Public Outcry Leads Minnesota Politician To Drop Terrible Idea For The PRINCE Act

from the good-news dept

Last week, we wrote about a terrible idea from Minnesota politician Joe Hoppe, for the PRINCE Act (Personal Rights in Names Can Endure Act), which was a massively broad publicity rights law, clearly designed to capitalize on Prince's recent death. In fact, as we noted, the bill could be read to violate itself, since the whole point was to block people from exploiting the likeness or name of a famous person like Prince for various purposes, including commercial purposes and fundraising. Hoppe, apparently missing the irony entirely, had no problem saying that he was pushing the bill to exploit Prince's death.
“I’ve had people say, `Is it just prompted by the death of Prince?’ Yeah, essentially it is. Really, what it’s doing is it’s attempting to recognize the right of publicity postmortem,” Hoppe said.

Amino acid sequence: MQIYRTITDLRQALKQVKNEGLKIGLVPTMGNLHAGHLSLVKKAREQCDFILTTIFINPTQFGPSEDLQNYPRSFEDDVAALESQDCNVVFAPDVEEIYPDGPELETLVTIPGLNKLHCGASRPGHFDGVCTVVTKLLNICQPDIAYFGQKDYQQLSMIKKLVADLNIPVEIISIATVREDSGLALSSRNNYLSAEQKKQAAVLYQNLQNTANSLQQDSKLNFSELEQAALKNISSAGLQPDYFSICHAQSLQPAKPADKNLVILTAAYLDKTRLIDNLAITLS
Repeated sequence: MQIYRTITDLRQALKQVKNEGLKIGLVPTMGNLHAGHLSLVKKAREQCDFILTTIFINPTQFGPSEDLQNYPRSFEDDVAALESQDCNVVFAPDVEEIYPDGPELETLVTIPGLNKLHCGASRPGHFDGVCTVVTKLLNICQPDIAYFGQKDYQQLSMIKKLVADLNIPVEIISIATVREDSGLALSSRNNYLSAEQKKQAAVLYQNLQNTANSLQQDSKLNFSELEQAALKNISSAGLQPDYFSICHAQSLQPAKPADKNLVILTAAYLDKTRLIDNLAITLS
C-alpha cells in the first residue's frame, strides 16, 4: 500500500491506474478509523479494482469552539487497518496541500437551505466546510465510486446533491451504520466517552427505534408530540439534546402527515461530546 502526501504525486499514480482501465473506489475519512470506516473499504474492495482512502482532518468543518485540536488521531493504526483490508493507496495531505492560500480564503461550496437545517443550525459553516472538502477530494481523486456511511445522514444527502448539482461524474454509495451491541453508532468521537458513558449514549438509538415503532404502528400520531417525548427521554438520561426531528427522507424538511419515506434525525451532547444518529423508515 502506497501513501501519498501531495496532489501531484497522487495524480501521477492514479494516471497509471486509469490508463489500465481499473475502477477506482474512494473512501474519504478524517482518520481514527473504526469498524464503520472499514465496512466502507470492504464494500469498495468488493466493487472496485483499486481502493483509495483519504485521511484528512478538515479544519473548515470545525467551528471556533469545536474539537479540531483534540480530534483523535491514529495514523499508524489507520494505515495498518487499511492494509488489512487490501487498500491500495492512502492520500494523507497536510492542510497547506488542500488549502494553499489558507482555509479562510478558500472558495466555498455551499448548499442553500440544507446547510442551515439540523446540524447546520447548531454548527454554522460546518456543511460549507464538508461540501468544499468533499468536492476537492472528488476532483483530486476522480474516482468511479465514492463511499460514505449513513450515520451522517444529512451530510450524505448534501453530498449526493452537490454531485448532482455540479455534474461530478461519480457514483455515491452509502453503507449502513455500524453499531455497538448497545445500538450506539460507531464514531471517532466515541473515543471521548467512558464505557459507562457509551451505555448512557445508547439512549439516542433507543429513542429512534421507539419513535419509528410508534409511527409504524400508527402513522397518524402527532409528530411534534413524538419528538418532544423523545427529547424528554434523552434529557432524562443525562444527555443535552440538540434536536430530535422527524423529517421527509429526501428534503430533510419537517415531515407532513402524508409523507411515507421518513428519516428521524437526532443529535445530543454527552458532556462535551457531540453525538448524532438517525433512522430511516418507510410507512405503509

Thankfully, lots of people spoke out against the bill -- including many in Minnesota itself, pointing out how the law would stifle free speech for no good reason.

Apparently surprised by the unexpected backlash to his attempt to exploit Prince's death by stopping others from exploiting Prince's death, Hoppe has now announced that the bill is being set aside for the rest of this legislative session -- but may come back in the future. Hopefully, if it does, Hoppe will have taken some time to understand just how problematic broad publicity rights laws can be.

Filed Under: joe hoppe, minnesota, prince act, publicity rights

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  1. identicon
    annonymouse, 19 May 2016 @ 8:55pm

    Well if it did pass then the the right to use of the name prince in any form would revert to the house of Windsor. Charles would most likely chuckle appropriately.

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